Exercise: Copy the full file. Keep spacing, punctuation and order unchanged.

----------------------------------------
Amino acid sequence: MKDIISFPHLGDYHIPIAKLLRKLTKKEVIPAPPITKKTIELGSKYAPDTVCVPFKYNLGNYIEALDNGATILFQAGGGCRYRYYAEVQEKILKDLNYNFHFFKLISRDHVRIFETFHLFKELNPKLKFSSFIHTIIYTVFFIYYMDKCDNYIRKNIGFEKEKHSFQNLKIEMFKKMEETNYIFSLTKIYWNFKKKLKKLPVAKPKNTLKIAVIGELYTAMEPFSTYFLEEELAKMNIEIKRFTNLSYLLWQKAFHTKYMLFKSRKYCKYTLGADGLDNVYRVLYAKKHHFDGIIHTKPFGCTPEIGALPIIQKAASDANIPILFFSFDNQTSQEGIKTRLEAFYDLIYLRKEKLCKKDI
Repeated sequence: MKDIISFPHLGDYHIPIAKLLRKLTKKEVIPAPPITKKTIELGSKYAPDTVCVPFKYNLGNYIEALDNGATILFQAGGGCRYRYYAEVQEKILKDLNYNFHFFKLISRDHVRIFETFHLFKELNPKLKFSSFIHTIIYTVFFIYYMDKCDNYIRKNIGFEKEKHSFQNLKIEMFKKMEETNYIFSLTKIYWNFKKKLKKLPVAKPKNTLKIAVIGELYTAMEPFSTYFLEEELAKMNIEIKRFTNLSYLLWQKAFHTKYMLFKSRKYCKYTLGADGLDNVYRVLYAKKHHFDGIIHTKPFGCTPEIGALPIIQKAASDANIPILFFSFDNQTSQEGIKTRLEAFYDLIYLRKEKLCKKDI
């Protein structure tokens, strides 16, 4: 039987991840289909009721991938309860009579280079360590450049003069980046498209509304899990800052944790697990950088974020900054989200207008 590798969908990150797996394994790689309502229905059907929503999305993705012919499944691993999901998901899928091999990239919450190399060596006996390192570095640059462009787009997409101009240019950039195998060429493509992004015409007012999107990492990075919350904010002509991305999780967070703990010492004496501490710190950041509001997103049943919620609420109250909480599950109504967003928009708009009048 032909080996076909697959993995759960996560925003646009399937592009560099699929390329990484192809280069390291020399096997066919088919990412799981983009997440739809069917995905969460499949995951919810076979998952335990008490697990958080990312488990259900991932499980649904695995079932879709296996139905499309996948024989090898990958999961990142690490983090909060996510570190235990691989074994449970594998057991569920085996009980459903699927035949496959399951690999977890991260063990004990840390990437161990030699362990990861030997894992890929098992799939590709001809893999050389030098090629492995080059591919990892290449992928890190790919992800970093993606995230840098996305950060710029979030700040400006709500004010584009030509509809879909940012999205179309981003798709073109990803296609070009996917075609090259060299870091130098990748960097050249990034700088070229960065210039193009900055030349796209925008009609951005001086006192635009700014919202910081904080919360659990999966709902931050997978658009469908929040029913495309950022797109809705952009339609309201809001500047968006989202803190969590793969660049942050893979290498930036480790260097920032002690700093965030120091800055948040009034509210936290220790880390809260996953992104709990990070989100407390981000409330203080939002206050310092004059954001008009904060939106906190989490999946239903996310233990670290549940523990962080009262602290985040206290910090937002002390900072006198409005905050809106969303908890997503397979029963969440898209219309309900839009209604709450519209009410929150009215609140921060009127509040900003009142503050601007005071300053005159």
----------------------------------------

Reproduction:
Amino acid sequence: MKDIISFPHLGDYHIPIAKLLRKLTKKEVIPAPPITKKTIELGSKYAPDTVCVPFKYNLGNYIEALDNGATILFQAGGGCRYRYYAEVQEKILKDLNYNFHFFKLISRDHVRIFETFHLFKELNPKLKFSSFIHTIIYTVFFIYYMDKCDNYIRKNIGFEKEKHSFQNLKIEMFKKMEETNYIFSLTKIYWNFKKKLKKLPVAKPKNTLKIAVIGELYTAMEPFSTYFLEEELAKMNIEIKRFTNLSYLLWQKAFHTKYMLFKSRKYCKYTLGADGLDNVYRVLYAKKHHFDGIIHTKPFGCTPEIGALPIIQKAASDANIPILFFSFDNQTSQEGIKTRLEAFYDLIYLRKEKLCKKDI
Repeated sequence: MKDIISFPHLGDYHIPIAKLLRKLTKKEVIPAPPITKKTIELGSKYAPDTVCVPFKYNLGNYIEALDNGATILFQAGGGCRYRYYAEVQEKILKDLNYNFHFFKLISRDHVRIFETFHLFKELNPKLKFSSFIHTIIYTVFFIYYMDKCDNYIRKNIGFEKEKHSFQNLKIEMFKKMEETNYIFSLTKIYWNFKKKLKKLPVAKPKNTLKIAVIGELYTAMEPFSTYFLEEELAKMNIEIKRFTNLSYLLWQKAFHTKYMLFKSRKYCKYTLGADGLDNVYRVLYAKKHHFDGIIHTKPFGCTPEIGALPIIQKAASDANIPILFFSFDNQTSQEGIKTRLEAFYDLIYLRKEKLCKKDI
């Protein structure tokens, strides 16, 4: 039987991840289909009721991938309860009579280079360590450049003069980046498209509304899990800052944790697990950088974020900054989200207008 590798969908990150797996394994790689309502229905059907929503999305993705012919499944691993999901998901899928091999990239919450190399060596006996390192570095640059462009787009997409101009240019950039195998060429493509992004015409007012999107990492990075919350904010002509991305999780967070703990010492004496501490710190950041509001997103049943919620609420109250909480599950109504967003928009708009009048 032909080996076909697959993995759960996560925003646009399937592009560099699929390329990484192809280069390291020399096997066919088919990412799981983009997440739809069917995905969460499949995951919810076979998952335990008490697990958080990312488990259900991932499980649904695995079932879709296996139905499309996948024989090898990958999961990142690490983090909060996510570190235990691989074994449970594998057991569920085996009980459903699927035949496959399951690999977890991260063990004990840390990437161990030699362990990861030997894992890929098992799939590709001809893999050389030098090629492995080059591919990892290449992928890190790919992800970093993606995230840098996305950060710029979030700040400006709500004010584009030509509809879909940012999205179309981003798709073109990803296609070009996917075609090259060299870091130098990748960097050249990034700088070229960065210039193009900055030349796209925008009609951005001086006192635009700014919202910081904080919360659990999966709902931050997978658009469908929040029913495309950022797109809705952009339609309201809001500047968006989202803190969590793969660049942050893979290498930036480790260097920032002690700093965030120091800055948040009034509210936290220790880390809260996953992104709990990070989100407390981000409330203080939002206050310092004059954001008009904060939106906190989490999946239903996310233990670290549940523990962080009262602290985040206290910090937002002390900072006198409005905050809106969303908890997503397979029963969440898209219309309900839009209604709450519209009410929150009215609140921060009127509040900003009142503050601007005071300053005159």